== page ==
GIOVAN FRANCESCO CASTIGLIONE
The meeting of Isaac and Rebecca
oil on canvas, 150×200 cm
Traditionally representing a biblical episode of Jacob’s story, told in the Genesis (29: 15-30), the painting is actually more likely to represent a scene from the same text of the Old Testament: the encounter between Isaac, son of Abraham, and his future wife Rebecca. What was initially and erroneously thought to be the subject of this composition was in fact handed down to us by a well-known 18th century engraving by Jacobus Coelemans which depicts the 1640 painting, now at the Hermitage of St. Petersburg. A later version of it is preserved at the San Martino Museum, in Naples (see Grande pittura genovese dall’Ermitage; da Luca Cambiaso a Magnasco, exhibition catalogue, 2002, n. 6, pg. 72-73). Both paintings are the work of Giovanni Benedetto Castiglione, also known as Il Grechetto, one of the great protagonists of the 17th century art in Genoa.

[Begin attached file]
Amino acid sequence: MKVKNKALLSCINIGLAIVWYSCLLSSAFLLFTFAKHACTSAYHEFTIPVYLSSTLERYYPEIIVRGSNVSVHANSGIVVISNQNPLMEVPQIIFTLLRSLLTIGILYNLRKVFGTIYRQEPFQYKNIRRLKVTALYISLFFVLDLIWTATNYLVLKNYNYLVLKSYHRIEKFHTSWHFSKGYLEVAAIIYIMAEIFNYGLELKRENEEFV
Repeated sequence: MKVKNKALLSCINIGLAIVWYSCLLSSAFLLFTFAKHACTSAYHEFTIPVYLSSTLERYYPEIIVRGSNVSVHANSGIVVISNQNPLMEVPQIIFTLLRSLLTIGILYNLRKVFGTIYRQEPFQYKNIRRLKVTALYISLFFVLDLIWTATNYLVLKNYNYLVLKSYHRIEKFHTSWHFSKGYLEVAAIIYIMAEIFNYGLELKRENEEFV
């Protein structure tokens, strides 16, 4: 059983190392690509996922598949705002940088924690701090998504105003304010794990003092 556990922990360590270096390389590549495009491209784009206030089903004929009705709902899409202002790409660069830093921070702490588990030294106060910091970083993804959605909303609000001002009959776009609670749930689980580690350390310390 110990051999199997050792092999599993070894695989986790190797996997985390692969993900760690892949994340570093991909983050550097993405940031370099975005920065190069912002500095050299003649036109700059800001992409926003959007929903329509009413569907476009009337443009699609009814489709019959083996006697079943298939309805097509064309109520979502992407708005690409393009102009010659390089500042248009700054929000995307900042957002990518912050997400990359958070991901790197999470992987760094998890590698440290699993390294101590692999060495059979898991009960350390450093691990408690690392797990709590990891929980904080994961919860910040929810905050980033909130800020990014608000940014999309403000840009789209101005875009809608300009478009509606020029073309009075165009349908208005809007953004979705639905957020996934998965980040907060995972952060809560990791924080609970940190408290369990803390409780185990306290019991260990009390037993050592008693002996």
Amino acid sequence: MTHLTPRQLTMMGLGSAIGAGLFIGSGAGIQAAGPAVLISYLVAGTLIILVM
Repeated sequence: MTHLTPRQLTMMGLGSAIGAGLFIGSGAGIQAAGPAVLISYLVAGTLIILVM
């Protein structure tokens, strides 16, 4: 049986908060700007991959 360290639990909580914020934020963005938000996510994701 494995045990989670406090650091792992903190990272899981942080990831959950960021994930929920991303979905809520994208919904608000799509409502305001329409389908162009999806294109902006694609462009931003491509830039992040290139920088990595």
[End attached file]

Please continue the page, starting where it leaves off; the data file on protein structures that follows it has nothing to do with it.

Art historian Emilio Negro attributes the work here presented – a much larger painting obviously based on his father’s famous work, with a few changes and a less vivid chromaticism – to Giovan Francesco Castiglione, the son and pupil of Il Grechetto who was “mainly active in Liguria and Mantua, where he took his father’s place as the court painter of the Gonzagas”. Negro compares our painting to one of the younger Castiglione, the Journey of Rebecca to the Well, a 1689 oil on canvas, preserved at the Pinacoteca Ambrosiana in Milan (inv. 144).